Is such an eponymous contest grandiose? Yes. Does the limited poetry I’ve written carry the gravitas needed to make me an authority on the subject? No way.
But should your poem be selected as the winner, you shall receive a plaque, an award of $500, and a tasty cherry tomato from my garden. Seriously. At least one person has written that winning the cherry tomato is more important to her than all the gold in the world. I’m sorry that my budget is not higher, but I thought I could swing $500 without enlisting sponsorship. Who needs an iPhone anyway?
So have fun, find inspiration, and send your entry to:
drcharles.examining *at* gmail.com
Contest closes August 31st.
If you picked up The Poisoner’s Handbook (amazon.com) looking for a fool-proof recipe, I hope you have read the book through and realized at the end that such a thing does not exist: you’ll get busted. If they could figure it all out back in 1930s, can you imagine how much easier they can figure out a case of poisoning today, with modern sensitive techniques? And if you have read the book through, I hope you found it as fascinating as I did. Perhaps you should use your fascination with poisons to do good instead, perhaps become a forensic toxicologist?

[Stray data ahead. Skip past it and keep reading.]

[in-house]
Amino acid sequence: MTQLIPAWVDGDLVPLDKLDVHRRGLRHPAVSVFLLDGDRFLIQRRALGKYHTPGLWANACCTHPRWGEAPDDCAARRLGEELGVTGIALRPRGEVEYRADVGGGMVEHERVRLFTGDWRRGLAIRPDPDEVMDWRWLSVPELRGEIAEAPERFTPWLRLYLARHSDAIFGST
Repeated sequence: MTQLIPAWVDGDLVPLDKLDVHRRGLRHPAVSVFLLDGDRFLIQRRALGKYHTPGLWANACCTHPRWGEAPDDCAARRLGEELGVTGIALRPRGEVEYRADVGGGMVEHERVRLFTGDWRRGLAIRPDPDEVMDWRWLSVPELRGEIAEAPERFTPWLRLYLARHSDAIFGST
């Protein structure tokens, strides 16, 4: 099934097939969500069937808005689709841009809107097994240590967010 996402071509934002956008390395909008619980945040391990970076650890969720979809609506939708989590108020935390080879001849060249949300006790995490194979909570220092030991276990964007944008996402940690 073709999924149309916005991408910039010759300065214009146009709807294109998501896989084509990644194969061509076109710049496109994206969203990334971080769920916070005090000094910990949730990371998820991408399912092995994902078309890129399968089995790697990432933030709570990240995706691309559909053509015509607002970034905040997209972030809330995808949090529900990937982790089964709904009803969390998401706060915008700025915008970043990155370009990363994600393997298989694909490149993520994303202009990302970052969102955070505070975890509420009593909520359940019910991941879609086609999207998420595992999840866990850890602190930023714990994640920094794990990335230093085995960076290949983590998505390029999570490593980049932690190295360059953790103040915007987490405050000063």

My SciBling Deborah Blum (blog, Twitter) has done it again – written a fast-paced page-turner, full of action and intrigue, and with TONS of science in it. It reads like a detective novel. Oh, wait, it is a detective novel. Who said that an author has to invent a fictional detective, an Arsene Lupin or Hercule Poirot or Sherlock Holmes or the Three Investigators? There existed in history real people just like them, including Charles Norris and Alexander Gettler, the heroes of The Poisoner’s Handbook.
Charles Norris was the first Chief Medical Examiner of the City of New York, or at least the first one who was actually qualified for that position which, before him, was a political appointment not requiring any expertise. Norris served in this role from 1918. to 1935. and revolutionized both the position and the science of forensic medicine. Alexander Gettler was one of his first appointees, who served as New York City’s chief toxicologist until 1959.